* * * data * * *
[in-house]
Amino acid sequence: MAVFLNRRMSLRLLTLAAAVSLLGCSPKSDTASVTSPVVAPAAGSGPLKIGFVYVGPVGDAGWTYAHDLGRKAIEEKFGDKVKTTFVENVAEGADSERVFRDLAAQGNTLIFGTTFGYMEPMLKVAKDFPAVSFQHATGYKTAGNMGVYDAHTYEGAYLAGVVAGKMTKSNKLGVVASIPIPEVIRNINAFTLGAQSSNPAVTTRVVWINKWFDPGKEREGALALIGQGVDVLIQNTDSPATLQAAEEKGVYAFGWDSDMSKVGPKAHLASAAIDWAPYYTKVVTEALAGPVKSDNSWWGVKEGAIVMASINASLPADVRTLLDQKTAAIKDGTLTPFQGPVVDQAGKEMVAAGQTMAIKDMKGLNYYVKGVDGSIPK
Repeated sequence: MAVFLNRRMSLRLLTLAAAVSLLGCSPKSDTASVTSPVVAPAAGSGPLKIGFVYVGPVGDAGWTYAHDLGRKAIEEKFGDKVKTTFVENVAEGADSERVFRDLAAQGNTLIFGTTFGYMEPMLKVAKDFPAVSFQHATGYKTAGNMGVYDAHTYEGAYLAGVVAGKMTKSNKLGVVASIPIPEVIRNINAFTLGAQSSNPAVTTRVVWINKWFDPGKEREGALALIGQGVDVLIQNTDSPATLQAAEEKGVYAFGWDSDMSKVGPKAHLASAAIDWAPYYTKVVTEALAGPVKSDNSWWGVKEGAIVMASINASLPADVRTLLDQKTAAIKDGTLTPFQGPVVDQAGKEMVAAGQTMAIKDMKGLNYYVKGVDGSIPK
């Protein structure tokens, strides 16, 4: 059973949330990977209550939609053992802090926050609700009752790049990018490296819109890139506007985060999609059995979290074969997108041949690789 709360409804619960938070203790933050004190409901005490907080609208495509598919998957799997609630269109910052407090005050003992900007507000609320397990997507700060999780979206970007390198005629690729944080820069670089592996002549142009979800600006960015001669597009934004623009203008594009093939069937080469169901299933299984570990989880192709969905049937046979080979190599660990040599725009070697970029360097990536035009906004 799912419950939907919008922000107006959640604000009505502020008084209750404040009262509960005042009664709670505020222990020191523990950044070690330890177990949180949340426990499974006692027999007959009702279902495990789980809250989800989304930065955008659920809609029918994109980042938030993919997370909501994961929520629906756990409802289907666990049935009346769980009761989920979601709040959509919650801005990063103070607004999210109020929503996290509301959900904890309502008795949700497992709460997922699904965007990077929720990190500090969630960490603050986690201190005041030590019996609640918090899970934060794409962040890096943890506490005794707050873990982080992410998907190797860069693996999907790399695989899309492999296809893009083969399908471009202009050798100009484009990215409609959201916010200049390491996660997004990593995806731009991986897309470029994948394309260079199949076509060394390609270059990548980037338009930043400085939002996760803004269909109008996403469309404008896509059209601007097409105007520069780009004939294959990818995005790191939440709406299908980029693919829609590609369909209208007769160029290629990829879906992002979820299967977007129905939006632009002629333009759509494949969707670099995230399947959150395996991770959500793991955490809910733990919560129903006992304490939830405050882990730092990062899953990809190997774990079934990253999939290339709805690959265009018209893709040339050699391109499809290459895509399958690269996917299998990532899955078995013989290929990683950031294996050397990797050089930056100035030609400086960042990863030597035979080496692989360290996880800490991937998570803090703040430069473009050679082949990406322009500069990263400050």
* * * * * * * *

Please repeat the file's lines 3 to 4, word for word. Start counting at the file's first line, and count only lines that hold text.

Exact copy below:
Repeated sequence: MAVFLNRRMSLRLLTLAAAVSLLGCSPKSDTASVTSPVVAPAAGSGPLKIGFVYVGPVGDAGWTYAHDLGRKAIEEKFGDKVKTTFVENVAEGADSERVFRDLAAQGNTLIFGTTFGYMEPMLKVAKDFPAVSFQHATGYKTAGNMGVYDAHTYEGAYLAGVVAGKMTKSNKLGVVASIPIPEVIRNINAFTLGAQSSNPAVTTRVVWINKWFDPGKEREGALALIGQGVDVLIQNTDSPATLQAAEEKGVYAFGWDSDMSKVGPKAHLASAAIDWAPYYTKVVTEALAGPVKSDNSWWGVKEGAIVMASINASLPADVRTLLDQKTAAIKDGTLTPFQGPVVDQAGKEMVAAGQTMAIKDMKGLNYYVKGVDGSIPK
């Protein structure tokens, strides 16, 4: 059973949330990977209550939609053992802090926050609700009752790049990018490296819109890139506007985060999609059995979290074969997108041949690789 709360409804619960938070203790933050004190409901005490907080609208495509598919998957799997609630269109910052407090005050003992900007507000609320397990997507700060999780979206970007390198005629690729944080820069670089592996002549142009979800600006960015001669597009934004623009203008594009093939069937080469169901299933299984570990989880192709969905049937046979080979190599660990040599725009070697970029360097990536035009906004 799912419950939907919008922000107006959640604000009505502020008084209750404040009262509960005042009664709670505020222990020191523990950044070690330890177990949180949340426990499974006692027999007959009702279902495990789980809250989800989304930065955008659920809609029918994109980042938030993919997370909501994961929520629906756990409802289907666990049935009346769980009761989920979601709040959509919650801005990063103070607004999210109020929503996290509301959900904890309502008795949700497992709460997922699904965007990077929720990190500090969630960490603050986690201190005041030590019996609640918090899970934060794409962040890096943890506490005794707050873990982080992410998907190797860069693996999907790399695989899309492999296809893009083969399908471009202009050798100009484009990215409609959201916010200049390491996660997004990593995806731009991986897309470029994948394309260079199949076509060394390609270059990548980037338009930043400085939002996760803004269909109008996403469309404008896509059209601007097409105007520069780009004939294959990818995005790191939440709406299908980029693919829609590609369909209208007769160029290629990829879906992002979820299967977007129905939006632009002629333009759509494949969707670099995230399947959150395996991770959500793991955490809910733990919560129903006992304490939830405050882990730092990062899953990809190997774990079934990253999939290339709805690959265009018209893709040339050699391109499809290459895509399958690269996917299998990532899955078995013989290929990683950031294996050397990797050089930056100035030609400086960042990863030597035979080496692989360290996880800490991937998570803090703040430069473009050679082949990406322009500069990263400050």